Should The New Deal Policies Be Continued?

In establishing the Town Hall of Buffalo you are founding one of the basic institutions of democratic government, and I count it a privilege to help. The price of free government is that citizens must keep themselves informed and alert and critical of those in office. Our people need uncensored facts and undistorted information. But also they need the diversity of interpretation of events and the clash of opinion which helps to form individual judgments, the sum of which constitutes public opinion.

Address on Accepting Cardozo Award

I salute the courage of any group which dares award an honor to a living man- particularly one still in office- and in such times as these. When events so defy the guidance of established principles, who knows what caprice of individual conduct, what errors of judgment, what straying from principle may lie ahead to make you regret your choice? If I were on a board of award I should choose a living officeholder for honors only if he gave bond at once to retire and to keep silence while life should last.

Francis Biddle Honorary Address

I think it is some indication of the really revolutionary character of the New Deal that the Jacksons welcome the Biddles to Washington and the Biddles welcome the Jacksons to Philadelphia. I was willing to go a long way toward effecting this reconciliation and came here asking only a fair and open field, and supposing that Francis would not take advantage of my small-town background and imagination.

International Order

We are debtors to this captivating country and city, not only for a generous hospitality, but more importantly for an inspiring leadership. We lawyers from the United States value this opportunity to compare our own legal philosophy and institutions with those of other American commonwealths. You have no doubt been impressed with our modest habit of expounding our own law by a recital of some case we won.

FBI Police Academy Address

In extending congratulations to the graduates of the National Police Academy I will ask you to note and to take back to your respective communities three sets of facts which are very significant in view of the current generalities of praise and blame of the Federal Bureau of Investigation.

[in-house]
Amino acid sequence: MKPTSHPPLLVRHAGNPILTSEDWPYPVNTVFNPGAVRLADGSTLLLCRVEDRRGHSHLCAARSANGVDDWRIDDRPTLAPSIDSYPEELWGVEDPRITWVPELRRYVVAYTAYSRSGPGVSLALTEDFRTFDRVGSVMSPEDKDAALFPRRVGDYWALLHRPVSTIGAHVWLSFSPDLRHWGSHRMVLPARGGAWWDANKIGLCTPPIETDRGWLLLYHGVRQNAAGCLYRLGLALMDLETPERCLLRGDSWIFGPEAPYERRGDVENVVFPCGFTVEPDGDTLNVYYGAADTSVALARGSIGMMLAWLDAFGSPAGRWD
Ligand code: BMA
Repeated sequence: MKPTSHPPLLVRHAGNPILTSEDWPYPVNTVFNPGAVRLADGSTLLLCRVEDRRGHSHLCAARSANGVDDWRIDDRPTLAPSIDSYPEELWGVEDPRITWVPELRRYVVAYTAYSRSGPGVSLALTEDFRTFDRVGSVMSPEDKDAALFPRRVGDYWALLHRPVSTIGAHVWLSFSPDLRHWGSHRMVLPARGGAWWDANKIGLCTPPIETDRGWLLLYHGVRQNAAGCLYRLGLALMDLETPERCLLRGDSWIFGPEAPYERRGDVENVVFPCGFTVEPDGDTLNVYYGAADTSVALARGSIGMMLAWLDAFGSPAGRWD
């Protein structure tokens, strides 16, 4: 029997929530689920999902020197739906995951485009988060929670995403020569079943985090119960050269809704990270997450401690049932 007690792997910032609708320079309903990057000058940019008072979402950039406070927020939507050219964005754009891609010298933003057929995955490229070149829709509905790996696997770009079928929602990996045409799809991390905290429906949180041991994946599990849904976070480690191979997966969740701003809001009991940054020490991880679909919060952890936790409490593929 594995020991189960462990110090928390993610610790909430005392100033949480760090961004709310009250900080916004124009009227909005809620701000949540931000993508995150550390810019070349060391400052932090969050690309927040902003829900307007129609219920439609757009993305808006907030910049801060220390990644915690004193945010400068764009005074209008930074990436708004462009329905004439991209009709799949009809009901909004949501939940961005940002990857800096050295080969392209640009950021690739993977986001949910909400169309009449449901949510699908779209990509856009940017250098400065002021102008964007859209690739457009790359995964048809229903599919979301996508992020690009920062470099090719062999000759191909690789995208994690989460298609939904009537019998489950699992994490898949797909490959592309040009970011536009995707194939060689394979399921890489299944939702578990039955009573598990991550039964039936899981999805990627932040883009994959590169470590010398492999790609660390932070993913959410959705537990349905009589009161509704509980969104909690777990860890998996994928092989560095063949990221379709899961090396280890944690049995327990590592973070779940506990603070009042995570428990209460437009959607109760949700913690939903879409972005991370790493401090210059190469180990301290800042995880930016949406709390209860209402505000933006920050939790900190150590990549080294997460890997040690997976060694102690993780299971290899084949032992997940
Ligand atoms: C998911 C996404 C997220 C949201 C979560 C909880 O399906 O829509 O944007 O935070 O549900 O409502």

Mobilizing the Profession for Defense

Europe has resumed its ancient strife, and other peoples of the world are obliged to give considerations of defense and security first place in their thoughts. Our philosophy of government makes the law by which the physical forces of the nation are controlled quite as definitely a part of our defense program as the mobilization of the force itself. lawyers are again holding spring meetings under the auspices of our several legal societies to consider the state of our law.

The Federal Prosecutor

It would probably be within the range of that exaggeration permitted in Washington to saw that assembled in this room is one of the most powerful peace-time forces known to our country. The prosecutor has more control over life, liberty, and reputation than any other person in America. His discretion is tremendous. He can have citizens investigated and, if he is that kind of person, he can have this done to the tune of public statements and veiled or unveiled intimations.

Commencement Address at Albany Law School

It was a generation ago when the Albany Law School charitably honored me with a diploma of graduation. The school was then housed in an ancient State Street building, reputed once to have been consecrated as a church. Its façade suggested a piety that was not fully sustained by the student body. It is a matter of pride to us, who will always remain in debt to the Albany Law School, that its intervening years have been marked by steadily improving facilities and advancing standards.

A Square Deal for the Court

The Constitution is a short document; together with its amendments it is only about 10 pages long. This is much shorter than most of the important statues. It is also, I fear, shorter than is my written address tonight. Since the Constitution is so short, and since the founders of our nation realized they should not attempt to deal too specifically with the problems of the distant future, its commands are cast in very general language.

Statecraft Under a Written Constitution

On Tuesday evening, November 11, 1941 (Armistice Day), Justice Jackson delivered a lecture to assembled schoolboys in the Edith Memorial Chapel at The Lawrenceville School, a boarding school in central New Jersey. Jackson’s topics included the constitutional system in the United States of state and national governments, the importance of citizens understanding that complex federal system, and the role of public opinion in determining how government will function. Jackson’s speech demonstrates that he was still optimistic at this time, which turned out to be only one month before Japan’s attack on Pearl Harbor and Germany’s declaration of war on the United States, that public opinion could exert control over any government (even Hitler’s) and prevent further war-making. Jackson’s speech, which “was generally acclaimed as the best heard here in a long time” according to the Lawrenceville School newspaper, subsequently was published in Men of Tomorrow: Nine Leaders Discuss the Problems of American Youth 51-67 (New York: G.P. Putnam’s Sons, 1942) (Thomas H. Johnson, ed.). This collection contains, in addition to Jackson’s, Lawrenceville Forum lectures by Samuel Eliot Morison, Herbert Agar, Reinhold Niebuhr, James Phinney Baxter, John Erskine, Earnest A. Hooton, Arthur Krock and Pearl S. Buck.